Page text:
Director: Terry Gilliam
Stars: 9.0
Score: 76.50
I still remember the first time I saw a clip of Brazil. I was 19 years old, sitting in my first Communications class and had just been introduced to the concept of a dystopian film, a term that my mind was eagerly feasting on as I made connection after connection with many of my favourite films. Brazil takes place within a futuristic one-world government bureaucracy juxtaposed with inefficient retro technology.

Johnathan Pryce plays the quintessential cog in the administrative machine who attempts to correct an inadvertant error in the great machine of government and thus finds himself the target of the iron fisted, militaristic powers that be.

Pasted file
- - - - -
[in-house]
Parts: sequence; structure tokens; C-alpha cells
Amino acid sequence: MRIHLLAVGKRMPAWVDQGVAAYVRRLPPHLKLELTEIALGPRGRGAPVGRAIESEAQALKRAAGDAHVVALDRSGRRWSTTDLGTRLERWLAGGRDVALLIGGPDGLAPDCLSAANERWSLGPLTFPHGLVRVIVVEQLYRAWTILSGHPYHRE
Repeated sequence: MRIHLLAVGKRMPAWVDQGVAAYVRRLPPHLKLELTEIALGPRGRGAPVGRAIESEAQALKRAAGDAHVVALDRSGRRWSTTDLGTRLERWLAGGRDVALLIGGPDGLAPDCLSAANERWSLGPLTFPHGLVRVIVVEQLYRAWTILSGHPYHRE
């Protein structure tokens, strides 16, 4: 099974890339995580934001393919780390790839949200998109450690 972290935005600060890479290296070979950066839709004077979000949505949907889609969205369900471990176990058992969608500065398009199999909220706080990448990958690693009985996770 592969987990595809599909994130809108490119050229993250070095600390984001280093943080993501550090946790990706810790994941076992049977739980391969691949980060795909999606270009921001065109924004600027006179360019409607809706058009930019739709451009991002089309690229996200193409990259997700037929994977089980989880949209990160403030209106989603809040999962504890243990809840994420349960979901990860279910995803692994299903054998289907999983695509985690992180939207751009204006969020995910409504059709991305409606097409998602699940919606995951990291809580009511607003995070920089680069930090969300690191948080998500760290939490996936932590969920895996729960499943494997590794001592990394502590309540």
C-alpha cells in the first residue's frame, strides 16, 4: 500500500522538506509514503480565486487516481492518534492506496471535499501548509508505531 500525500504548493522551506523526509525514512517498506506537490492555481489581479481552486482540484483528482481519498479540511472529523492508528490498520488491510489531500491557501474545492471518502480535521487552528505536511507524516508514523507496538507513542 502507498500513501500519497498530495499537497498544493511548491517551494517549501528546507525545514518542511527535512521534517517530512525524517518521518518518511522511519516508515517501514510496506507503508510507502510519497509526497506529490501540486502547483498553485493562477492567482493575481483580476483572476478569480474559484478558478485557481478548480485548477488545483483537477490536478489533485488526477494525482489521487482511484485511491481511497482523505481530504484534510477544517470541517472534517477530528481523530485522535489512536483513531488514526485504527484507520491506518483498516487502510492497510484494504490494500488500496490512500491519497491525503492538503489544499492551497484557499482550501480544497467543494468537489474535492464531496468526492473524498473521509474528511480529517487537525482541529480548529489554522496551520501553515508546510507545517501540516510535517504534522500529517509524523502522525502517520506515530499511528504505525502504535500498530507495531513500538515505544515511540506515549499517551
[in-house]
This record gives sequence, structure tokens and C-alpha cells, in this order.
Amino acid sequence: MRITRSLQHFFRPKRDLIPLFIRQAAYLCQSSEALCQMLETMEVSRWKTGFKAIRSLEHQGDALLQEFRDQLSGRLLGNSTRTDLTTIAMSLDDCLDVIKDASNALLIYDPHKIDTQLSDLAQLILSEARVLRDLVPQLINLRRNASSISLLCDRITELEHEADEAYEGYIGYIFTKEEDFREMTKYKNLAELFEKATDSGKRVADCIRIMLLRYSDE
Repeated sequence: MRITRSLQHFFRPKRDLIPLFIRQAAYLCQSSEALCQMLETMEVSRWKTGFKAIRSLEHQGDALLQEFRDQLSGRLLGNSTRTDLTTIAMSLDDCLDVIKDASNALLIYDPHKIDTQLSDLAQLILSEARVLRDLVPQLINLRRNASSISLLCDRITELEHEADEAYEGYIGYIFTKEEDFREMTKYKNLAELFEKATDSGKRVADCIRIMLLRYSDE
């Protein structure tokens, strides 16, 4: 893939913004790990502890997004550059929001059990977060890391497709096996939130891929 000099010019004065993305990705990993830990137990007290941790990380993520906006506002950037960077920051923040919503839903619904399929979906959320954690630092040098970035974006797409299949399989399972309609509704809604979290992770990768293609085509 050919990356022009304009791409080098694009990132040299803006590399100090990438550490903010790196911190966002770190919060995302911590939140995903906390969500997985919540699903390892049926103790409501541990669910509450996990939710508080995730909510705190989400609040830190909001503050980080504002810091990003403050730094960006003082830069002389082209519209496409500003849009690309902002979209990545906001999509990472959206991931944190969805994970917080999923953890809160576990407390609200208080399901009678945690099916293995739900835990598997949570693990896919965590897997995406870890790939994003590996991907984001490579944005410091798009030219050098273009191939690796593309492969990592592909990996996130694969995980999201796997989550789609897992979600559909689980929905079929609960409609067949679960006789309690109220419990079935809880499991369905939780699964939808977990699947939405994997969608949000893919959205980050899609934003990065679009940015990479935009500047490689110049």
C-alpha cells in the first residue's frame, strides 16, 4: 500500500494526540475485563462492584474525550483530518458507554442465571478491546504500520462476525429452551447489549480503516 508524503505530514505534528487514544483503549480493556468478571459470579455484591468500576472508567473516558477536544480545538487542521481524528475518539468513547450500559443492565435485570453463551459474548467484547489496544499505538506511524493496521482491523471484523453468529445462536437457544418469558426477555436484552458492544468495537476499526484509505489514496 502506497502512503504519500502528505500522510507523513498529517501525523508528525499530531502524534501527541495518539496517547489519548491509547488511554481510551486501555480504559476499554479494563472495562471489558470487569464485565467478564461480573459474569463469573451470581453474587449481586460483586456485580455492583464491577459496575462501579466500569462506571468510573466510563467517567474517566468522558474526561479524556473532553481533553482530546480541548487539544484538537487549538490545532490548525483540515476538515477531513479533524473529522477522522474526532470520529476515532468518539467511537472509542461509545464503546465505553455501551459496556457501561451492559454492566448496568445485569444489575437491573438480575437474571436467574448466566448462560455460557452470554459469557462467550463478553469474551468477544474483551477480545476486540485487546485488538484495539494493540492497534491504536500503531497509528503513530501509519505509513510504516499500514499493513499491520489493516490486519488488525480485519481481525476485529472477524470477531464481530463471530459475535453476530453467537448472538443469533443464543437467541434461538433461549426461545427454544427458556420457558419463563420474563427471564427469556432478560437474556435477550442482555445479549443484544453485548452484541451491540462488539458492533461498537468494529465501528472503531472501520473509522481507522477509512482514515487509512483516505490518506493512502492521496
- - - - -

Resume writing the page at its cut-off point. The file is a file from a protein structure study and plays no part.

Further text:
Terry Gilliam masterfully weaves together the totalitarian omniscience of Orwell’s Big Brother with the hopeless drudgery of modern bureaucracy. Ineptitude and inefficiency are as much to blame as overt militarism, all set against the backdrop of a dreary, superficial, antiseptic automated society. Brazil manages to be at once humourful and chilling, visually constructed with precision that seems at once high and low budget, polished and raw. There is a rich subtext of visual commentary on modern living, and I highly recommend watching it more than once.

Review Date: 2010-08-15

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